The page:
Throughout the season, Sara, our herb gardener, will  be sharing information about harvesting and using the many varieties of herbs we grow. Here’s her first post:

“The first herbs of the 2017 season are ready to harvest in our pick-your-own Culinary Herb Garden, located between the greenhouse and the fields. They’re full of flavors to enhance your cooking.

Herbs we’re growing

We’re again cultivating farm  favorites—cilantro, dill, parsley, shiso, edible flowers and sweet basil. Though we’ve had bad luck in the past several years with downy mildew on basil, we’re trying a new variety that will hopefully have greater resistance to the disease. We’re hoping for enough basil to be able to give out both in bunches in your share and as pick-your-own, so that you can make your favorite pesto.

In addition, we have perennial herbs including two kinds of sage, savory, sorrel, marjoram, oregano, thyme, garlic chives, chives, tarragon, lovage, lemon verbena and rosemary. 

When herbs are ready to pick

The herbs in the Culinary Herb Garden (immediately behind the greenhouse, where you see the wind sculpture)  are available for you to pick yourself. As with other pick-your-own crops, they can be harvested on the day you pick up, or one day later.

All herbs are labeled, and any herb ready for harvest will have a  yellow sparkled star placed next to the herb label to indicate that it can be picked. Please only harvest where you see the yellow stars! Herbs’ readiness for harvest depends on a variety of factors, and all herbs will have their chance during the season.

Lovage is among the first herbs ready to harvest. It is excellent in soups and stews. A little goes a long way, and it freezes well for future use.

Chives and chive flowers are now almost at the end of their harvestability before they go to seed. Chopped, these go well in salads or as a garnish for eggs or dips. Chive flowers make great butters or vinegars.

Marjoram has a scent and flavor similar to oregano and can be used as a milder substitute. Marjoram aids digestion. It can also help protect against common illnesses, reduce inflammation and relieve stress. Try it fresh or dried in soups, sauces, salads and stews.

Oregano has a robust flavor that pairs well with most foods. Try it in breads, marinades, as a seasoning for vegetables and beans, or as a pesto. Medicinally, oregano can be used as an anti-bacterial and anti-fungal agent, as well as to relieve bee stings. It also has anti-inflammatory, antioxidant, and anti-parasitic properties. We have both Italian and Greek oregano growing in the bed.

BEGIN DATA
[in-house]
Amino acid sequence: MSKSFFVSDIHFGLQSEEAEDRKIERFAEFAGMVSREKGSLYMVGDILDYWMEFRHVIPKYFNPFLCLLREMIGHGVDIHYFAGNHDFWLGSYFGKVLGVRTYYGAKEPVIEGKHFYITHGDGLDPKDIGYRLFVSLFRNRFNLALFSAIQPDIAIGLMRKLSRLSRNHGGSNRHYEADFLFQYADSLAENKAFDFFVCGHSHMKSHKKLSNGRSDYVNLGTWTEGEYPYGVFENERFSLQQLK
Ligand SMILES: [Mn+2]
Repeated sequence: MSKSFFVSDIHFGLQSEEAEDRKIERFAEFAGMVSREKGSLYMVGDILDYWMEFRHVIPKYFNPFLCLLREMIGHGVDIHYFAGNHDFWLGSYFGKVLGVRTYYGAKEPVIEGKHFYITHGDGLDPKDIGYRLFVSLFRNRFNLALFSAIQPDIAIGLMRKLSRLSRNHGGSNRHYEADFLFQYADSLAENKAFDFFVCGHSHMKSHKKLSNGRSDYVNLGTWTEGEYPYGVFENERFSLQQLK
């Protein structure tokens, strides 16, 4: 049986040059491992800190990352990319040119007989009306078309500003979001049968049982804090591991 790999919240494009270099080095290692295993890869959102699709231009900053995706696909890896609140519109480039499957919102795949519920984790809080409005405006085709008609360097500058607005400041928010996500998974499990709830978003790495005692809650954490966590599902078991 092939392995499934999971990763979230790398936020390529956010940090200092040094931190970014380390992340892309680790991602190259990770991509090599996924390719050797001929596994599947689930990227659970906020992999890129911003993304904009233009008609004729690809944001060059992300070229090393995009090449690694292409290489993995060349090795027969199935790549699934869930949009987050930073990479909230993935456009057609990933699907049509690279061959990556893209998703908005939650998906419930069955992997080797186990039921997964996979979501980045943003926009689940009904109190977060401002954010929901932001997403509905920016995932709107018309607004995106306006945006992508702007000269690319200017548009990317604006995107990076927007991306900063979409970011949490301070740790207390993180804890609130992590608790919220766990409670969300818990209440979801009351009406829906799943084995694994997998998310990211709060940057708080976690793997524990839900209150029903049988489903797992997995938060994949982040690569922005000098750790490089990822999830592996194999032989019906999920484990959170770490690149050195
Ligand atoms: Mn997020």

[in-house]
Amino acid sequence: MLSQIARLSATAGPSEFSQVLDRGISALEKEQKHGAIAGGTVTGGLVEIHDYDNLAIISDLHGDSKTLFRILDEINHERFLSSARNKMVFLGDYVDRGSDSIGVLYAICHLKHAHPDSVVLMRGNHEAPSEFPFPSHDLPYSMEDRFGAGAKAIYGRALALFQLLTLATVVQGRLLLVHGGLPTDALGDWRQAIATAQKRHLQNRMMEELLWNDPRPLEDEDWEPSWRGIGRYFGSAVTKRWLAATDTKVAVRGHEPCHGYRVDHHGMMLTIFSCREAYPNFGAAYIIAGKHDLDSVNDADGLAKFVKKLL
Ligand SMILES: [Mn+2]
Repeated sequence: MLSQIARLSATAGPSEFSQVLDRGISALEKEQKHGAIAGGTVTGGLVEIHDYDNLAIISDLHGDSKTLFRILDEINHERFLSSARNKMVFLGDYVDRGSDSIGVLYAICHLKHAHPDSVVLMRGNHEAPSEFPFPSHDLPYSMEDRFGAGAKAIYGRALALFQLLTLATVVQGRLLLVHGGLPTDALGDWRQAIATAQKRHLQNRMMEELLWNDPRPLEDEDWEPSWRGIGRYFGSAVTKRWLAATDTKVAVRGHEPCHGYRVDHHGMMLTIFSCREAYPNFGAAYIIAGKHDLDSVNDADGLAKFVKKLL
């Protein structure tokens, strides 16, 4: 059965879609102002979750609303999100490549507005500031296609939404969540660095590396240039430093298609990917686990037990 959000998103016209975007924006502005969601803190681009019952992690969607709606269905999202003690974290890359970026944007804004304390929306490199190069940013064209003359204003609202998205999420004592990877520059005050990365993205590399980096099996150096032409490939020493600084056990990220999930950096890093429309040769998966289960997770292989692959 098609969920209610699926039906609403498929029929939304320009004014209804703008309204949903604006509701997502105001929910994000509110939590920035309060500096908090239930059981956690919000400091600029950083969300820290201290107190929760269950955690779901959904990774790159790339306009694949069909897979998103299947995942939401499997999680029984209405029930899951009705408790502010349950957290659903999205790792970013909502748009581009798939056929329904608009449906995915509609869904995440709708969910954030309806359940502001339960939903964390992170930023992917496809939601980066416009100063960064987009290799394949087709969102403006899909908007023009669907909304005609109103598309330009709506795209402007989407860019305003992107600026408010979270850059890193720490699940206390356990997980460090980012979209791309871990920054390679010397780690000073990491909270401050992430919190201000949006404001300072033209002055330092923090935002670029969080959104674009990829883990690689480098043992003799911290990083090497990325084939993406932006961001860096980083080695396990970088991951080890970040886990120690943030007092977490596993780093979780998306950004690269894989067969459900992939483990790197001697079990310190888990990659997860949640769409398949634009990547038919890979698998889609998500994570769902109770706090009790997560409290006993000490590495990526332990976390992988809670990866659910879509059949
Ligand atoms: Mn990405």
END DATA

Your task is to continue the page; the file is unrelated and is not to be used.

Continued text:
Sage flowers are in full bloom right now, and they need to be picked, so that the sage plant’s energy will go into leaves to use all season. Sage flowers are beautiful and can be used the same as sage.

Savory, fresh or dried, can be used in cooking and for medicinal purposes (it relieves indigestion and other digestive upsets). Use it to flavor vinegar, butter, beans, salad, soup and tea. Include dried savory leaves in potpourri.

How to harvest your herbs

Picking herbs requires care in order to preserve the plants and enable them to continue to grow. Here are some general rules for harvesting your herbs in order to ensure the plants remain strong and keep growing through the entire season. You will find information about harvesting specific herbs on the chalkboard by the kiosk at the entrance to the herb garden.

  • Always use scissors to cut a small amount from different plants. (Though we have some pairs on hand, they are in demand. Don’t forget to bring your own)
  • Never pull at herb plants or tug them with your hands; you might pull out the roots with the stem and prevent the herb from growing more leaves.
  • Snip individual stems no more than 1/3 of the way toward the bottom of the plant.  Think of harvesting as “giving the herbs a trim” so you are always leaving plenty of the plant behind to keep it healthy.

The herb garden will be open frequently so you can pick fresh. Please only harvest what you can use in a given week. If you’re hoping to dry your herbs for the winter, pick a little every week so that over time you collect enough while still leaving fresh herbs for everyone to share. 

Please be sure to fully supervise your children who are helping you with harvesting. If you ever need assistance or are unsure about how to pick a herb please ask a farm staff member for help.

 Look forward to to meeting you in the Herb Garden!

—Sara ”